Since entering government in summer 2020, the Green Party has the opportunity to shape policy in Ireland and the response to COVID-19, but many potential pitfalls lie in its way.
Covid-19 reached Ireland in February and a national lockdown was implemented in late March. The disease spread rapidly but it was brought under control by the lockdown which continued until late May. Ireland has a younger population compared to other European countries but years of health underfunding meant that it could easily have been overwhelmed in a surge. This concern was at the forefront of the government’s thinking, and its explanation for the strict and prolonged lockdown.
For much of the lockdown, Ireland had a caretaker government. The outgoing minority administration had governed with wide support from the opposition and achieved public satisfaction ratings of more than 70 per cent, but the general election in February produced a fragmented parliament and protracted talks followed for over 100 days.
With 12 seats, the Greens were at the centre of many of the potential government permutations. While the party leadership was always clear about its wish to enter government, a vocal minority of members was not. Indeed, their public pronouncements may have helped the party achieve many of its ambitions in negotiations. The final programme for government was agreed in June and the new administration took office. The coalition is led by Fianna Fáil (centre-right) along with Fine Gael (centre-right) and the Green Party. The Greens secured three positions in the government including the transport portfolio, an agreement on a major investment programme, and notable improvements in social services.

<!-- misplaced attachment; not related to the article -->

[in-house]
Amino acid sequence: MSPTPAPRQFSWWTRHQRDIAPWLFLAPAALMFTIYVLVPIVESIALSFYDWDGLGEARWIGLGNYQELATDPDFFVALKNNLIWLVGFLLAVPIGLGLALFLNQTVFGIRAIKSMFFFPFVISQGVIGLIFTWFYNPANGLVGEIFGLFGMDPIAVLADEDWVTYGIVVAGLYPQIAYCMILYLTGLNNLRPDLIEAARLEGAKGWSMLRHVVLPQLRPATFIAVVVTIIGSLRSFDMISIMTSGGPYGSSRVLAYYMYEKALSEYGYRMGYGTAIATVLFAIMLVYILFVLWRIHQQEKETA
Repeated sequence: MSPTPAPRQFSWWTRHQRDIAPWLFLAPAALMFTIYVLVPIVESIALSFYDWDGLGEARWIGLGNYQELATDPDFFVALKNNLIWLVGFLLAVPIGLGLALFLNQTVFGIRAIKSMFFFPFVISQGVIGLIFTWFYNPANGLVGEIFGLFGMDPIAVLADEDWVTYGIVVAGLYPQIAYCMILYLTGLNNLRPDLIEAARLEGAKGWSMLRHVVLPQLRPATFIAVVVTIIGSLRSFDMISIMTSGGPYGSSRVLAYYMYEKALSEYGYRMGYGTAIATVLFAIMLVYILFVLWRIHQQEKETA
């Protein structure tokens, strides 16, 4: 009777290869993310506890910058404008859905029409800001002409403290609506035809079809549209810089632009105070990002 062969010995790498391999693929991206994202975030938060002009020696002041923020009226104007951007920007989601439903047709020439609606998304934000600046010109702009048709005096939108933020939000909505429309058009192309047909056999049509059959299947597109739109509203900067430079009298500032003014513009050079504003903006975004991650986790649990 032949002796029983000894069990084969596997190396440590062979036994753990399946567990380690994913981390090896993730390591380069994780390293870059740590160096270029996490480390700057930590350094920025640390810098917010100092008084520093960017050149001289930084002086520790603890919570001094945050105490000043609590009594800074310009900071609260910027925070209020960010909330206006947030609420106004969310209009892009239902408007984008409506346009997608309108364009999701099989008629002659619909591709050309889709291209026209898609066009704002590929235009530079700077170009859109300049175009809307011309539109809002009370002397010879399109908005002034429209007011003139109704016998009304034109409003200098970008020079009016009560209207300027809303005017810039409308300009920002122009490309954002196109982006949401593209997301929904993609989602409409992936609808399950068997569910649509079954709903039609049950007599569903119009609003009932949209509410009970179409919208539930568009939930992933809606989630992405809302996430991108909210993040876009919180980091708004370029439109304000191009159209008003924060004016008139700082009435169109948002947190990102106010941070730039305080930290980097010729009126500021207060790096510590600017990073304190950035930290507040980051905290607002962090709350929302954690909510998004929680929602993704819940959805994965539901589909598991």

The Greens do not hold frontline Covid-19 portfolios such as health and education, making visibility a challenge.
The programme was widely acknowledged as a good deal for the Greens but its first few weeks in government got off to a choppy start. Several prominent members left the party citing disappointment with the agreement. In line with party rules, a leadership contest was initiated which saw the deputy leader challenge the leader in a largely good-natured debate focused on policy. The leadership was confirmed, with Eamon Ryan staying on as leader and Catherine Martin as deputy leader. Green ministers were not embroiled in the many controversies that bedevilled the government’s first few months in office. They remained in the background, and, worryingly for the party, the first autumn opinion poll showed a sharp drop in support.
However, the Green Party is having a clear impact on government policy. October’s 2021 national budget plans the largest ever spend by an Irish government. The major increase in capital investment includes a much stronger emphasis on public transport, walking, and cycling, stemming from Green preferences. A well-flagged increase in the carbon tax and disincentives for the purchase of diesel and petrol cars were announced. These policies all fall within the expected orbit of a Green party in government. Perhaps more significantly, Green ministers secured important social spending commitments and were quick to claim those policies in the media.
With the second wave of the pandemic, restrictions on hospitality and travel have been imposed. The Greens do not hold frontline Covid-19 portfolios such as health and education, making visibility a challenge. The party needs to stay in the political spotlight. Learning from the fate of previous small parties in government in Ireland, it must make sure to get the credit for Green policies and deliver on its promises.